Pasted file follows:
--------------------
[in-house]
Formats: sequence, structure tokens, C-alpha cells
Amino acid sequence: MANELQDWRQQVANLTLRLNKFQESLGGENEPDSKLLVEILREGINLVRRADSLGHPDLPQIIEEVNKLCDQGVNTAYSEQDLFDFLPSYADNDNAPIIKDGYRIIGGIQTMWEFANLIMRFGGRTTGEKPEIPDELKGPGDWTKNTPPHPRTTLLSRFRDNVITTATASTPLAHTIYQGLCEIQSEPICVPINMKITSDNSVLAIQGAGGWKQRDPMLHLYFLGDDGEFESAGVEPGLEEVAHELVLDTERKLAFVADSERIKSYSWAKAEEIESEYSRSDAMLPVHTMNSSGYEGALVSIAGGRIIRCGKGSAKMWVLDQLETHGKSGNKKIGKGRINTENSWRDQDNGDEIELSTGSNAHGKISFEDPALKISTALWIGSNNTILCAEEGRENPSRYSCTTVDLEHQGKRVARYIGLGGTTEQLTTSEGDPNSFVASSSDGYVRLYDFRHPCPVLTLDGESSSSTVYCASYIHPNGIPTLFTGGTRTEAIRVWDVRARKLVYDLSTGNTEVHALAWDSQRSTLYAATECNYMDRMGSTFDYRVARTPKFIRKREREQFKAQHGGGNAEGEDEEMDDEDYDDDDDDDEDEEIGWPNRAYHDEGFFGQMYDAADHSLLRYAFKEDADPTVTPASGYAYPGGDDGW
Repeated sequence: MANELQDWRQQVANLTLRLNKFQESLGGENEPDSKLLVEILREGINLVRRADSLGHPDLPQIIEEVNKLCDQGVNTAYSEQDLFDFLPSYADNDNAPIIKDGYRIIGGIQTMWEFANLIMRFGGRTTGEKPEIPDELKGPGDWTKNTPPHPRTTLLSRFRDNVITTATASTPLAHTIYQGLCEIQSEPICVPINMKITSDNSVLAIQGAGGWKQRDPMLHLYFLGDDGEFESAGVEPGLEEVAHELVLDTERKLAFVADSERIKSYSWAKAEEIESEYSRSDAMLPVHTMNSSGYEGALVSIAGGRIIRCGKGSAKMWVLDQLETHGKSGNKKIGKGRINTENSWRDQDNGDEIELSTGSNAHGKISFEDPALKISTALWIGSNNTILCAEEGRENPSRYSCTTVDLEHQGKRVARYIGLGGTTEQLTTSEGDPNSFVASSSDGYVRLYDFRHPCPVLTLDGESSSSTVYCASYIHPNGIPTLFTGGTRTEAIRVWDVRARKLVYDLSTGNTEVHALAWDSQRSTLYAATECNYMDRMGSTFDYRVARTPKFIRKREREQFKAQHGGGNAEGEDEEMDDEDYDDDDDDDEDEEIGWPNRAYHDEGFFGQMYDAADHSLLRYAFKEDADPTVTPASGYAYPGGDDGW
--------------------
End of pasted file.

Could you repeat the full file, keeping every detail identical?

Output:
[in-house]
Formats: sequence, structure tokens, C-alpha cells
Amino acid sequence: MANELQDWRQQVANLTLRLNKFQESLGGENEPDSKLLVEILREGINLVRRADSLGHPDLPQIIEEVNKLCDQGVNTAYSEQDLFDFLPSYADNDNAPIIKDGYRIIGGIQTMWEFANLIMRFGGRTTGEKPEIPDELKGPGDWTKNTPPHPRTTLLSRFRDNVITTATASTPLAHTIYQGLCEIQSEPICVPINMKITSDNSVLAIQGAGGWKQRDPMLHLYFLGDDGEFESAGVEPGLEEVAHELVLDTERKLAFVADSERIKSYSWAKAEEIESEYSRSDAMLPVHTMNSSGYEGALVSIAGGRIIRCGKGSAKMWVLDQLETHGKSGNKKIGKGRINTENSWRDQDNGDEIELSTGSNAHGKISFEDPALKISTALWIGSNNTILCAEEGRENPSRYSCTTVDLEHQGKRVARYIGLGGTTEQLTTSEGDPNSFVASSSDGYVRLYDFRHPCPVLTLDGESSSSTVYCASYIHPNGIPTLFTGGTRTEAIRVWDVRARKLVYDLSTGNTEVHALAWDSQRSTLYAATECNYMDRMGSTFDYRVARTPKFIRKREREQFKAQHGGGNAEGEDEEMDDEDYDDDDDDDEDEEIGWPNRAYHDEGFFGQMYDAADHSLLRYAFKEDADPTVTPASGYAYPGGDDGW
Repeated sequence: MANELQDWRQQVANLTLRLNKFQESLGGENEPDSKLLVEILREGINLVRRADSLGHPDLPQIIEEVNKLCDQGVNTAYSEQDLFDFLPSYADNDNAPIIKDGYRIIGGIQTMWEFANLIMRFGGRTTGEKPEIPDELKGPGDWTKNTPPHPRTTLLSRFRDNVITTATASTPLAHTIYQGLCEIQSEPICVPINMKITSDNSVLAIQGAGGWKQRDPMLHLYFLGDDGEFESAGVEPGLEEVAHELVLDTERKLAFVADSERIKSYSWAKAEEIESEYSRSDAMLPVHTMNSSGYEGALVSIAGGRIIRCGKGSAKMWVLDQLETHGKSGNKKIGKGRINTENSWRDQDNGDEIELSTGSNAHGKISFEDPALKISTALWIGSNNTILCAEEGRENPSRYSCTTVDLEHQGKRVARYIGLGGTTEQLTTSEGDPNSFVASSSDGYVRLYDFRHPCPVLTLDGESSSSTVYCASYIHPNGIPTLFTGGTRTEAIRVWDVRARKLVYDLSTGNTEVHALAWDSQRSTLYAATECNYMDRMGSTFDYRVARTPKFIRKREREQFKAQHGGGNAEGEDEEMDDEDYDDDDDDDEDEEIGWPNRAYHDEGFFGQMYDAADHSLLRYAFKEDADPTVTPASGYAYPGGDDGW